Lebanon: Women and Men…Hand in Hand Against Violence

The global aid agency Oxfam Great Britain, along with Lebanese women’s rights organization, KAFA, today released a groundbreaking publication that will play a pivotal role in bringing men across the Arab world into the fight to end violence against women.   The first ever pan-Arab training guide on practical ways to engage men and boys in the fight to end violence against women throughout the region, titled ‘Women and Men…Hand in Hand Against Violence,’  was unveiled in Beirut at a high level event.  It was hosted by His Excellency the Lebanese Minister of Social Affairs Dr. Salim El-Sayegh, and attended by UNIFEM regional office’s representative Ms. Rania Tarazi and other government ministers, top UN officials and key ambassadors, among others.  KAFA and Oxfam have also today released a comprehensive study, ‘Women Facing Violence in Lebanon’ that reveals a shocking absence of men’s involvement in the struggle to combat abuse directed at women and girls.

Oxfam GB and KAFA, or ‘Enough Violence and Exploitation’ in English, have been jointly running a pilot initiative, known as a ‘men’s forum’, in the Bekaa Valley region of Lebanon for the past few months working with men and boys.   They hope to replicate the successful project in other Arab countries, aided by the new training guide. 

Ghida Anani, KAFA programme coordinator of the joint project, said:  “Men are part of the problem, but they are also part of the solution. We are against violence, not men.  But men in the Arab world almost always dominate the public and private spheres so working with them is strategically critical.  If we want to begin making real change in ending violence against women it is simply nonsensical to leave men and boys out of the equation whether it’s in Lebanon, Iraq, Egypt, Yemen or anywhere in the world for that matter.” 

In its physical, psychological and sexual forms, violence against women can be found in the household, the community and in public institutions. It has serious economic, social and health implications for the whole family, including men and boys.  

Ghida Anani added: “Poverty increases violence, and in turn, violence increases poverty as abused women are often unable to help support the family.  It undermines and destroys women’s dignity, confidence, and self-respect, often preventing them from seeking out and taking advantage of opportunties that could better their lives, and that of their families.  While it is important that women learn about their own rights and how to receive help if they are abused, it is at least equally important that the mindset that allows for men to commit acts of violence begins to change.  Because once that changes, the abuse itself will decline.”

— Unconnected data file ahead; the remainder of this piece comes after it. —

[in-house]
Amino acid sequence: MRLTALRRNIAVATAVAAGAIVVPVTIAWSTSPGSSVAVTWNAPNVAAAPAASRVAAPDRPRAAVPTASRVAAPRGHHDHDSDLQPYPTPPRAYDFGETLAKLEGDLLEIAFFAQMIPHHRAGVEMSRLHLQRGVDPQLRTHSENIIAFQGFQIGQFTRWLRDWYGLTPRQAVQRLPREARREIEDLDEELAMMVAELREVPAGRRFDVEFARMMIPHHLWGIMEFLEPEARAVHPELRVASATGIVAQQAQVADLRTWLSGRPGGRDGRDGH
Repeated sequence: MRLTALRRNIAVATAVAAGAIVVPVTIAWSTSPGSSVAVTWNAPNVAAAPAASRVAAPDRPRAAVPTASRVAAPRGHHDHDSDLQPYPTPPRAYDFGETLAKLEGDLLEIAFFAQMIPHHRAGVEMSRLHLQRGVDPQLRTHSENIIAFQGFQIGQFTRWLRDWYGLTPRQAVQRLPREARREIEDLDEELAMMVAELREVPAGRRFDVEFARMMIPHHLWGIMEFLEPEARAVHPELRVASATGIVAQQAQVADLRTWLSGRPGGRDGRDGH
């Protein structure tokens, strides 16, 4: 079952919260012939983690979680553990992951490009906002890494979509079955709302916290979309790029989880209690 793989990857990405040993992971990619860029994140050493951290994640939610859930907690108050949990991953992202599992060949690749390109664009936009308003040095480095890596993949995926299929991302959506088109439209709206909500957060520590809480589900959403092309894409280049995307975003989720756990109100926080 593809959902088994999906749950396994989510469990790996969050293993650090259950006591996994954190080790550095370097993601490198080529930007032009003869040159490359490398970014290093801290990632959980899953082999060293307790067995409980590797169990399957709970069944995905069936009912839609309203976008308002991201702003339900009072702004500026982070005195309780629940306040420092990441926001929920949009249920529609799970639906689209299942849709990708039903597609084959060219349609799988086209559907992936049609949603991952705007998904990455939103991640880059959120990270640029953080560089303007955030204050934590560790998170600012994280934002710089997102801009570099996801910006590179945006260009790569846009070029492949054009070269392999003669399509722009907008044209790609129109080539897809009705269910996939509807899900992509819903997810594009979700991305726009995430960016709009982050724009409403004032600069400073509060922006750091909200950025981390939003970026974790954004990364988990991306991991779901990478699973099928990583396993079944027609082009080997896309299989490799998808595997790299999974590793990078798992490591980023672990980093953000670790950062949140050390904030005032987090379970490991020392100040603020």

Oxfam GB and KAFA consulted some 75 different non-governmental organisations based in Yemen, Palestine, Lebanon, Iraq, Egypt, Syria and Jordan in developing the training guide.   While all of the core messages remain the same, the guide was designed to adapt to different social, economic, religious or other realities in any given community in the region.   Educational techniques in tribal areas of rural Yemen, for example, might look completely different from less traditional societies in Lebanon.   

Magda El-Sanousi, Oxfam GB’s Lebanon Country Director, said: “The face of violence against women and girls may look different in different places.  It affects rich and poor, Christians and Muslims, educated and uneducated and rural and urban women. But fundamentally the problem is the same.  In Yemen, early marriage seriously affects the health of young girls and perpetuates poverty.  In Iraq, violence against women as well as sexual trafficking of young widows and other poor women is reportedly on the rise. In Jordan ‘honour’ killings is an enormous concern.  All of this amounts to violence against women.”    

Last week, men and women ministers in the Lebanese Cabinet passed a law that, for the first time, would criminalise violence against women in the country.  KAFA campaigned tirelessly for the new law – which still needs to be passed by parliament.  Both KAFA and Oxfam see its initial acceptance as a triumph, but also as but one of the first bricks in a long road that needs to be paved in Lebanon and throughout the region. 

El-Sanousi of Oxfam GB added: “We may not be able to change the balance of power between men and women in Arab society overnight.  However, this new law shows that change is possible, and the fact that the Minister of Social Affairs is hosting today’s event in Beirut in itself shows the investment men have begun making to end violence against women.  So change is possible elsewhere, even if there is a long road ahead of us.  This new training guide bringing men from around the Arab world into the discussion, will put us several steps farther down that road and closer to our goal of ending violence against women in the region.”

For more information, please contact:

Ghida Anani, KAFA Programme Co-Ordinator, +961 (3) 663052, +961 (0) 1 392220/1, ghida.anani@kafa.org.lb 

Madga El-Sanousi, Oxfam GB’s Lebanon Country Director, +961 (70) 974678, melsanousi@oxfam.org.uk